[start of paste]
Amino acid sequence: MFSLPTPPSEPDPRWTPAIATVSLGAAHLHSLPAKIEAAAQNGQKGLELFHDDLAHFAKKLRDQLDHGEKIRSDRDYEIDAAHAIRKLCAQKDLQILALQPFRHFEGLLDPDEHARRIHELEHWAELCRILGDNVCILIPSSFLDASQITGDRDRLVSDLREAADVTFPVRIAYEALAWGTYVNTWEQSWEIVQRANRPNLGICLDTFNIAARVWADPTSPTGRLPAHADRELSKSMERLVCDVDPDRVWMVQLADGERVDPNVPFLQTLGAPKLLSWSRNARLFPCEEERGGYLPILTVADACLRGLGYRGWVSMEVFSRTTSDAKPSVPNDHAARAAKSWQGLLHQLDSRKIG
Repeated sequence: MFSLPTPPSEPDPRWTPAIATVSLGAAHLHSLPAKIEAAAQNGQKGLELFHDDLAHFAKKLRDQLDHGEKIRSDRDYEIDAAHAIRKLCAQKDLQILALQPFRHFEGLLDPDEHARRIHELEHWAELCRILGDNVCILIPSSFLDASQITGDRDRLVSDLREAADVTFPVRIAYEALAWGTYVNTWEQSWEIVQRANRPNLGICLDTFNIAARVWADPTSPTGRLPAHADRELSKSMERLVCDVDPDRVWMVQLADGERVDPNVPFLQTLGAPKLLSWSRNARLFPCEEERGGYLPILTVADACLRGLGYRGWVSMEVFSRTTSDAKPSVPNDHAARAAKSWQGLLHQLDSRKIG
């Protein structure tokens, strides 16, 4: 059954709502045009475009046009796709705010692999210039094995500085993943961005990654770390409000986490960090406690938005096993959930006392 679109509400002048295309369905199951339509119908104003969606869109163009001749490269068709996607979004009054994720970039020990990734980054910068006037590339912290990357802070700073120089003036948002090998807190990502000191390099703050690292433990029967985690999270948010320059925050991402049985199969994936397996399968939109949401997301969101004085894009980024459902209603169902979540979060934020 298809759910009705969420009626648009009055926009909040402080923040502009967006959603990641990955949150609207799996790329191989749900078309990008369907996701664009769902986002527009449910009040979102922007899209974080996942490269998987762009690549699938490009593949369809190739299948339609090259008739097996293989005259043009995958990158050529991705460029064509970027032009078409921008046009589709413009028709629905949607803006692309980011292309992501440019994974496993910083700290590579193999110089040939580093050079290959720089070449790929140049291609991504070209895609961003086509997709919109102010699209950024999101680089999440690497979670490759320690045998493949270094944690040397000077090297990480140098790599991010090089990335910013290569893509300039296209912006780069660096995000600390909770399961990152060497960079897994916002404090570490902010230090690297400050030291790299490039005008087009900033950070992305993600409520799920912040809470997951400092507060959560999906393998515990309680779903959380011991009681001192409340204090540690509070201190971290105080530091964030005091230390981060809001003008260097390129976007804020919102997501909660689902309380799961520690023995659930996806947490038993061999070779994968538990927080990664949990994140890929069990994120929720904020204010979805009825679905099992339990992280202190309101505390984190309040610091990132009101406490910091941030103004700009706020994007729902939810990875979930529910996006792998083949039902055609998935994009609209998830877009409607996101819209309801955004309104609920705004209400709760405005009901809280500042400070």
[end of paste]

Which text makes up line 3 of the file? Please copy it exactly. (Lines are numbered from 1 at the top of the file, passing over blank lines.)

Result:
């Protein structure tokens, strides 16, 4: 059954709502045009475009046009796709705010692999210039094995500085993943961005990654770390409000986490960090406690938005096993959930006392 679109509400002048295309369905199951339509119908104003969606869109163009001749490269068709996607979004009054994720970039020990990734980054910068006037590339912290990357802070700073120089003036948002090998807190990502000191390099703050690292433990029967985690999270948010320059925050991402049985199969994936397996399968939109949401997301969101004085894009980024459902209603169902979540979060934020 298809759910009705969420009626648009009055926009909040402080923040502009967006959603990641990955949150609207799996790329191989749900078309990008369907996701664009769902986002527009449910009040979102922007899209974080996942490269998987762009690549699938490009593949369809190739299948339609090259008739097996293989005259043009995958990158050529991705460029064509970027032009078409921008046009589709413009028709629905949607803006692309980011292309992501440019994974496993910083700290590579193999110089040939580093050079290959720089070449790929140049291609991504070209895609961003086509997709919109102010699209950024999101680089999440690497979670490759320690045998493949270094944690040397000077090297990480140098790599991010090089990335910013290569893509300039296209912006780069660096995000600390909770399961990152060497960079897994916002404090570490902010230090690297400050030291790299490039005008087009900033950070992305993600409520799920912040809470997951400092507060959560999906393998515990309680779903959380011991009681001192409340204090540690509070201190971290105080530091964030005091230390981060809001003008260097390129976007804020919102997501909660689902309380799961520690023995659930996806947490038993061999070779994968538990927080990664949990994140890929069990994120929720904020204010979805009825679905099992339990992280202190309101505390984190309040610091990132009101406490910091941030103004700009706020994007729902939810990875979930529910996006792998083949039902055609998935994009609209998830877009409607996101819209309801955004309104609920705004209400709760405005009901809280500042400070």